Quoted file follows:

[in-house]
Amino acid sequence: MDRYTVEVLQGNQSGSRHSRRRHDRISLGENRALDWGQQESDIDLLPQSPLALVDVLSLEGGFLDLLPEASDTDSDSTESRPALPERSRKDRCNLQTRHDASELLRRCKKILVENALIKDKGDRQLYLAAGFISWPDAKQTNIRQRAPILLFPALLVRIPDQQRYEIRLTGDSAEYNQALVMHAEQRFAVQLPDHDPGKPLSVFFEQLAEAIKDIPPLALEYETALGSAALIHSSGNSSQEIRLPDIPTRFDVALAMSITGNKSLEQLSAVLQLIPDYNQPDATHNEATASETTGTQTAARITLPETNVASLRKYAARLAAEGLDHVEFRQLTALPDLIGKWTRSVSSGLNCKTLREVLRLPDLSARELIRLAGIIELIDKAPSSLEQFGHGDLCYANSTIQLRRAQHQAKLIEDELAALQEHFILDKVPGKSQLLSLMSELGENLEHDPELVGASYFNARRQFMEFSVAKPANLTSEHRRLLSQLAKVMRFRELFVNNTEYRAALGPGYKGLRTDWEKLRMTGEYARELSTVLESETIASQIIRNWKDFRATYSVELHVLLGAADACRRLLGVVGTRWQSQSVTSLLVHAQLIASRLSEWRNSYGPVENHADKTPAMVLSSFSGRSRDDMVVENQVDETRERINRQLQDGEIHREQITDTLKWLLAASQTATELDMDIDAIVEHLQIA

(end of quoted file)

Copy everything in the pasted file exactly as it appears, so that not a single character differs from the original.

[in-house]
Amino acid sequence: MDRYTVEVLQGNQSGSRHSRRRHDRISLGENRALDWGQQESDIDLLPQSPLALVDVLSLEGGFLDLLPEASDTDSDSTESRPALPERSRKDRCNLQTRHDASELLRRCKKILVENALIKDKGDRQLYLAAGFISWPDAKQTNIRQRAPILLFPALLVRIPDQQRYEIRLTGDSAEYNQALVMHAEQRFAVQLPDHDPGKPLSVFFEQLAEAIKDIPPLALEYETALGSAALIHSSGNSSQEIRLPDIPTRFDVALAMSITGNKSLEQLSAVLQLIPDYNQPDATHNEATASETTGTQTAARITLPETNVASLRKYAARLAAEGLDHVEFRQLTALPDLIGKWTRSVSSGLNCKTLREVLRLPDLSARELIRLAGIIELIDKAPSSLEQFGHGDLCYANSTIQLRRAQHQAKLIEDELAALQEHFILDKVPGKSQLLSLMSELGENLEHDPELVGASYFNARRQFMEFSVAKPANLTSEHRRLLSQLAKVMRFRELFVNNTEYRAALGPGYKGLRTDWEKLRMTGEYARELSTVLESETIASQIIRNWKDFRATYSVELHVLLGAADACRRLLGVVGTRWQSQSVTSLLVHAQLIASRLSEWRNSYGPVENHADKTPAMVLSSFSGRSRDDMVVENQVDETRERINRQLQDGEIHREQITDTLKWLLAASQTATELDMDIDAIVEHLQIA